Mothers need support with breastfeeding all year around, but National Breastfeeding Celebration Week (NBCW) aims to raise awareness of its significance for the health and wellbeing of mothers and babies, as well as for long-term public health outcomes. It offers mothers, breastfeeding supporters and health professionals an opportunity to share their thoughts and ideas on how to support breastfeeding in local communities.
This year, National Breastfeeding Celebration Week is concentrating on how ‘everyone in local communities can support mothers to breastfeed, whenever and wherever they are’.1
Timely support can make all the difference
If women receive support – whether it be from a friend or family member, a health professional, or volunteer breastfeeding supporter – they are likely to breastfeed for longer.2 Breastfeeding is not always easy at first and new mothers can feel overwhelmed and lose confidence. Having someone to turn to who can offer support, words of encouragement and help deflect negative comments can make all the difference.
Support from family and friends
Some of the things which mothers have found really helpful, particularly in the early days are:
- Being “mothered” themselves, with partners or family members making sure they could sit and breastfeeding in comfort with the things they needed to hand, such as a cup of tea, the TV remote or enough cushions.
- Fending off visitors, or those who stayed too long, and having guests who didn’t mind seeing the mother in her dressing gown and who offered to make a cup of tea or help in some other way.
- Partners and family spending time with other children so they did not feel left out, and giving the mother a chance to have one-to-one time getting to know the baby, or to sleep a bit longer.
- Giving mum a chance to rest by doing other things with the baby such as changing nappies or carrying him/her around.
Having supportive partners, friends or family can be so important when things are not going smoothly. When things seem difficult, having a partner or family member who tells you that you are doing a great job, who doesn’t suggest that you stop breastfeeding, but tells you that you can do it and defends your choices against the criticism of others makes a big difference.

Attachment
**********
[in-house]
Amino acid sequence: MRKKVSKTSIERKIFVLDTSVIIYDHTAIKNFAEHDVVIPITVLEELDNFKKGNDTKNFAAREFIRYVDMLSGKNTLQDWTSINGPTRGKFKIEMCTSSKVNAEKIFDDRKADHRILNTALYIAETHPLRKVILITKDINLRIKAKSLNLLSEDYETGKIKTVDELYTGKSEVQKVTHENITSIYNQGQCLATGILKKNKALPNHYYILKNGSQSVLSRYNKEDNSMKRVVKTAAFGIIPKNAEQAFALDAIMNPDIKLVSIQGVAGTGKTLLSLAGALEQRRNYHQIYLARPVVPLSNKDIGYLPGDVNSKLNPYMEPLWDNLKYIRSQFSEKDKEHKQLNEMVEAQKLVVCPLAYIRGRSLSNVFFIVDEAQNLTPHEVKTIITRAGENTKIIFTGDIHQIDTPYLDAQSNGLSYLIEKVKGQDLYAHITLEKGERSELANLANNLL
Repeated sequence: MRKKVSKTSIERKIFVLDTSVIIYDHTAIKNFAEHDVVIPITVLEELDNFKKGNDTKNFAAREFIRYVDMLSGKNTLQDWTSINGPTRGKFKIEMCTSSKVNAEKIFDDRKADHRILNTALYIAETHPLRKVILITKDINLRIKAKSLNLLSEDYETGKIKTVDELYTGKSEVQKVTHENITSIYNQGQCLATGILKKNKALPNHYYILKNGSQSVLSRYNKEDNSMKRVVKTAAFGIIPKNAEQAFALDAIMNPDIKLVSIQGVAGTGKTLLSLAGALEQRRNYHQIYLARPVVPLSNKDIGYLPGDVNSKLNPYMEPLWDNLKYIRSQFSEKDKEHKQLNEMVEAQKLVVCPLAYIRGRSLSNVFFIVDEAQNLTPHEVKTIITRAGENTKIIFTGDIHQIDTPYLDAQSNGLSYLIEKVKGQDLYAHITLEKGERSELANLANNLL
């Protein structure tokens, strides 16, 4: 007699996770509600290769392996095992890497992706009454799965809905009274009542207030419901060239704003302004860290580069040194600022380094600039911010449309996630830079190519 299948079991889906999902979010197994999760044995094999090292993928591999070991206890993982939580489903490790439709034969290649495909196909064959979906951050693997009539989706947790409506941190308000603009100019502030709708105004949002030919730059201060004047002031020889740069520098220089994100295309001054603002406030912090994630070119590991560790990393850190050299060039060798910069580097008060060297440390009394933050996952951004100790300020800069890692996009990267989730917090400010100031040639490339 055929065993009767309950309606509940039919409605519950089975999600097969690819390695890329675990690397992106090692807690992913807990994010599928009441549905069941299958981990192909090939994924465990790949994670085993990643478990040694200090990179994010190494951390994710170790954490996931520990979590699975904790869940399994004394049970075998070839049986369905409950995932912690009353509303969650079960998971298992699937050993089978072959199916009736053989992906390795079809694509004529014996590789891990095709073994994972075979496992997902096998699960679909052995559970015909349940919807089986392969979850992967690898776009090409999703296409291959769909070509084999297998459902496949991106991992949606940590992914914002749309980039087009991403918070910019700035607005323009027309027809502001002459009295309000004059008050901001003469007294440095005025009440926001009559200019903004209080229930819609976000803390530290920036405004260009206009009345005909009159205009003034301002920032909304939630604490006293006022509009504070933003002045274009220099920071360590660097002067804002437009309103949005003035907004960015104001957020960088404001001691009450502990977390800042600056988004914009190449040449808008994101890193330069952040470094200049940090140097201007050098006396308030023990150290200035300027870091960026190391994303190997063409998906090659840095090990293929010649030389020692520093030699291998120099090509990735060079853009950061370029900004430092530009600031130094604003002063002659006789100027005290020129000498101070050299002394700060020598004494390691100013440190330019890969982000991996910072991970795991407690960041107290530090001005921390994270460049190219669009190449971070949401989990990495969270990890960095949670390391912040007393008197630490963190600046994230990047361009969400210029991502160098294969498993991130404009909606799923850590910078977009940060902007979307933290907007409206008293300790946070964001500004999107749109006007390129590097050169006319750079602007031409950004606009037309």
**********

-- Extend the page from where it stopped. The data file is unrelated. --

One new mother says: “My husband and family have been wonderful and encouraged me to continue. My husband tells me several times a day how well I am doing. I need that!”
This is just as important as the baby gets older and women can feel increasingly judged.
When her child was 15 months old, Lorna said: ‘My partner told me: “I don’t think there is anything more lovely than seeing a mother breastfeeding her baby. It looks so natural.”
Ruth’s daughter was 18 months old when she was sitting on the sofa between two great-aunts and she wanted to breastfeed. “My great- aunts were in their eighties, and I wondered what they would say. They were very positive: “Oh, well done! That’s brilliant. Keep it up!” Then they started telling stories about when they had breastfed.”
See more mothers’ stories here:
Finding Your People
La Leche League Great Britain (LLLGB) has been offering mother-to-mother support in GB for almost 45 years. LLL Leaders are mothers who have themselves breastfed for 12 months or longer and undergone an accreditation process. They know that breastfeeding is not always easy and how much difference having someone to talk to can make.
Jane says: “When my baby was six months I messaged a local Leader for info because all my friends had stopped breastfeeding before six months and were saying there wasn’t enough iron in breast milk. I discovered this was not correct; I carried on breastfeeding and got good information that made me happy that I didn’t stop. Now I have another child I am much more confident about the whole process.”
When Rebecca’s second son was born early he had to spend three weeks in the Special Care Unit. Rebecca says that support from LLL gave her the confidence to encourage him to nurse and spend time having skin-to-skin contact.
You can read Rebecca’s story here:
Breastfeeding started well for Vicky, but once at home she developed nipple trauma and mastitis and went through several difficult weeks. She says two things got her through, the support of her husband and finding La Leche League. LLL gave her information and support and the confidence to realise what was right for her and her baby. Vicky says she came to LLL for breastfeeding support, but continued to go along to her group as she found support for mothering as her baby grew.
You can read Vicky’s story here:
Find LLLGB during NBCW
During National Breastfeeding Week, La Leche League GB’s Facebook page LLLGB Because Breastfeeding Matters will be posting positive messages and images about breastfeeding and we will be tweeting @LLLGB. Visit our page to share and comment or follow us on Twitter @lllgb. Many of our LLL groups also have their own local page on Facebook.
LLLGB’s national telephone helpline (0845 120 2918) connects mothers directly to an accredited Leader, while our website includes an online help form that enables a mother to receive email help from an LLL Leader. All our Leaders are volunteers and answer calls from home while looking after their families. Leaders provide telephone counselling, email support and local group meetings, with leaflets on a wide range of breastfeeding questions, information on more unusual situations, access to a panel of professional advisors, and books covering various aspects of pregnancy and child care.
2 Dr Sue Battersby, An Evaluation of La Leche League GB’s Breastfeeding Peer Counsellor Programme, 2007